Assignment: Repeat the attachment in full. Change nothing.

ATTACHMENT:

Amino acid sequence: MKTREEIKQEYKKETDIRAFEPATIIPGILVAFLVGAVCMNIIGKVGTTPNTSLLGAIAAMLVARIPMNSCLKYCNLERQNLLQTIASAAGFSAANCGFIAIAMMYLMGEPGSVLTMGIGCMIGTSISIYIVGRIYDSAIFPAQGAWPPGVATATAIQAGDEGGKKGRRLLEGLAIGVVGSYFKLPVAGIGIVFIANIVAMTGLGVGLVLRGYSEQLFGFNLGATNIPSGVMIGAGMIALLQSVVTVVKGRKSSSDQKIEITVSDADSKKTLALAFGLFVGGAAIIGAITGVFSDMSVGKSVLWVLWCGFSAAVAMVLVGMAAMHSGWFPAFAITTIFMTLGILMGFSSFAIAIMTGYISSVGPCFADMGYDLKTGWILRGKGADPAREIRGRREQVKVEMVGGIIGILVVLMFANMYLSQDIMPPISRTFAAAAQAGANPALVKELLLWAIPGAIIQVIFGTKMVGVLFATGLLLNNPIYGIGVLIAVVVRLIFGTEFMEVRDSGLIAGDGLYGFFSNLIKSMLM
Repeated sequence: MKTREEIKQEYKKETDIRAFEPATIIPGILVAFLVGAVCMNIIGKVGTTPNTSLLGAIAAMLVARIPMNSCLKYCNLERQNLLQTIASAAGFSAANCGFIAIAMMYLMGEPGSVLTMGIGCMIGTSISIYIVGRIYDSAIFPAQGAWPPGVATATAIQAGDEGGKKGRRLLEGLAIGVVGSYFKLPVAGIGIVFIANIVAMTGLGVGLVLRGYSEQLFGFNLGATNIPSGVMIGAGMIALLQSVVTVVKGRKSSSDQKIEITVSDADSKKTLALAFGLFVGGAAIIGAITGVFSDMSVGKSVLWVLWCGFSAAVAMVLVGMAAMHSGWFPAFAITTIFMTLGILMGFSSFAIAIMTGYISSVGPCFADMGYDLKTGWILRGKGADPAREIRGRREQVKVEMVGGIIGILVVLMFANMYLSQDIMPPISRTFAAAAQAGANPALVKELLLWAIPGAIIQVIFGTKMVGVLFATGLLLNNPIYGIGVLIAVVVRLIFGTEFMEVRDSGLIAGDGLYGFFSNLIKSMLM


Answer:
Amino acid sequence: MKTREEIKQEYKKETDIRAFEPATIIPGILVAFLVGAVCMNIIGKVGTTPNTSLLGAIAAMLVARIPMNSCLKYCNLERQNLLQTIASAAGFSAANCGFIAIAMMYLMGEPGSVLTMGIGCMIGTSISIYIVGRIYDSAIFPAQGAWPPGVATATAIQAGDEGGKKGRRLLEGLAIGVVGSYFKLPVAGIGIVFIANIVAMTGLGVGLVLRGYSEQLFGFNLGATNIPSGVMIGAGMIALLQSVVTVVKGRKSSSDQKIEITVSDADSKKTLALAFGLFVGGAAIIGAITGVFSDMSVGKSVLWVLWCGFSAAVAMVLVGMAAMHSGWFPAFAITTIFMTLGILMGFSSFAIAIMTGYISSVGPCFADMGYDLKTGWILRGKGADPAREIRGRREQVKVEMVGGIIGILVVLMFANMYLSQDIMPPISRTFAAAAQAGANPALVKELLLWAIPGAIIQVIFGTKMVGVLFATGLLLNNPIYGIGVLIAVVVRLIFGTEFMEVRDSGLIAGDGLYGFFSNLIKSMLM
Repeated sequence: MKTREEIKQEYKKETDIRAFEPATIIPGILVAFLVGAVCMNIIGKVGTTPNTSLLGAIAAMLVARIPMNSCLKYCNLERQNLLQTIASAAGFSAANCGFIAIAMMYLMGEPGSVLTMGIGCMIGTSISIYIVGRIYDSAIFPAQGAWPPGVATATAIQAGDEGGKKGRRLLEGLAIGVVGSYFKLPVAGIGIVFIANIVAMTGLGVGLVLRGYSEQLFGFNLGATNIPSGVMIGAGMIALLQSVVTVVKGRKSSSDQKIEITVSDADSKKTLALAFGLFVGGAAIIGAITGVFSDMSVGKSVLWVLWCGFSAAVAMVLVGMAAMHSGWFPAFAITTIFMTLGILMGFSSFAIAIMTGYISSVGPCFADMGYDLKTGWILRGKGADPAREIRGRREQVKVEMVGGIIGILVVLMFANMYLSQDIMPPISRTFAAAAQAGANPALVKELLLWAIPGAIIQVIFGTKMVGVLFATGLLLNNPIYGIGVLIAVVVRLIFGTEFMEVRDSGLIAGDGLYGFFSNLIKSMLM